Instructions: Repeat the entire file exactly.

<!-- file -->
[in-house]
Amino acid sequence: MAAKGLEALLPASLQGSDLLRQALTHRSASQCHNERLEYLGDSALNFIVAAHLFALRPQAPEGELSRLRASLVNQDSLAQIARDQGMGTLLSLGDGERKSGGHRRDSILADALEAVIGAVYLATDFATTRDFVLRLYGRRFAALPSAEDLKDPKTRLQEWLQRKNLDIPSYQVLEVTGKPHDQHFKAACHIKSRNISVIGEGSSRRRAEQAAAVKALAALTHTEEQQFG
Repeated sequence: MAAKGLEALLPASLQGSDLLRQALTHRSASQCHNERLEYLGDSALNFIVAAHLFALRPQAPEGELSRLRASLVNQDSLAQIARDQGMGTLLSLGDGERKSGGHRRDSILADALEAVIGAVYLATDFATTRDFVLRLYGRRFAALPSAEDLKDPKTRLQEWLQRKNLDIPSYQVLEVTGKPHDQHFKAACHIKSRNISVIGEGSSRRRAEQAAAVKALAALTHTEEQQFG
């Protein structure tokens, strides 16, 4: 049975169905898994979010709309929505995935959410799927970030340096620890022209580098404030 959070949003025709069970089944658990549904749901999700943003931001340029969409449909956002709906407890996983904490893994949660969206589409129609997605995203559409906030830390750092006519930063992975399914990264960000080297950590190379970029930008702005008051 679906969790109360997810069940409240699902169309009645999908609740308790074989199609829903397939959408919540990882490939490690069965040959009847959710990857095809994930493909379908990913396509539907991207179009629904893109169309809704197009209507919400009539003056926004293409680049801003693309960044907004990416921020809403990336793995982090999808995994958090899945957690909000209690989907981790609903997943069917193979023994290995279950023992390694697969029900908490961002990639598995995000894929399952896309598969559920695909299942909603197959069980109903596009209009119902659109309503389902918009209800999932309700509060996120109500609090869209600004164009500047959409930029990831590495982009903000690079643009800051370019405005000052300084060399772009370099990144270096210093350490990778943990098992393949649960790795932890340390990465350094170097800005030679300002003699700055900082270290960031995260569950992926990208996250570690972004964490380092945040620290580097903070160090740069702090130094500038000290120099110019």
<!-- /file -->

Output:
[in-house]
Amino acid sequence: MAAKGLEALLPASLQGSDLLRQALTHRSASQCHNERLEYLGDSALNFIVAAHLFALRPQAPEGELSRLRASLVNQDSLAQIARDQGMGTLLSLGDGERKSGGHRRDSILADALEAVIGAVYLATDFATTRDFVLRLYGRRFAALPSAEDLKDPKTRLQEWLQRKNLDIPSYQVLEVTGKPHDQHFKAACHIKSRNISVIGEGSSRRRAEQAAAVKALAALTHTEEQQFG
Repeated sequence: MAAKGLEALLPASLQGSDLLRQALTHRSASQCHNERLEYLGDSALNFIVAAHLFALRPQAPEGELSRLRASLVNQDSLAQIARDQGMGTLLSLGDGERKSGGHRRDSILADALEAVIGAVYLATDFATTRDFVLRLYGRRFAALPSAEDLKDPKTRLQEWLQRKNLDIPSYQVLEVTGKPHDQHFKAACHIKSRNISVIGEGSSRRRAEQAAAVKALAALTHTEEQQFG
């Protein structure tokens, strides 16, 4: 049975169905898994979010709309929505995935959410799927970030340096620890022209580098404030 959070949003025709069970089944658990549904749901999700943003931001340029969409449909956002709906407890996983904490893994949660969206589409129609997605995203559409906030830390750092006519930063992975399914990264960000080297950590190379970029930008702005008051 679906969790109360997810069940409240699902169309009645999908609740308790074989199609829903397939959408919540990882490939490690069965040959009847959710990857095809994930493909379908990913396509539907991207179009629904893109169309809704197009209507919400009539003056926004293409680049801003693309960044907004990416921020809403990336793995982090999808995994958090899945957690909000209690989907981790609903997943069917193979023994290995279950023992390694697969029900908490961002990639598995995000894929399952896309598969559920695909299942909603197959069980109903596009209009119902659109309503389902918009209800999932309700509060996120109500609090869209600004164009500047959409930029990831590495982009903000690079643009800051370019405005000052300084060399772009370099990144270096210093350490990778943990098992393949649960790795932890340390990465350094170097800005030679300002003699700055900082270290960031995260569950992926990208996250570690972004964490380092945040620290580097903070160090740069702090130094500038000290120099110019």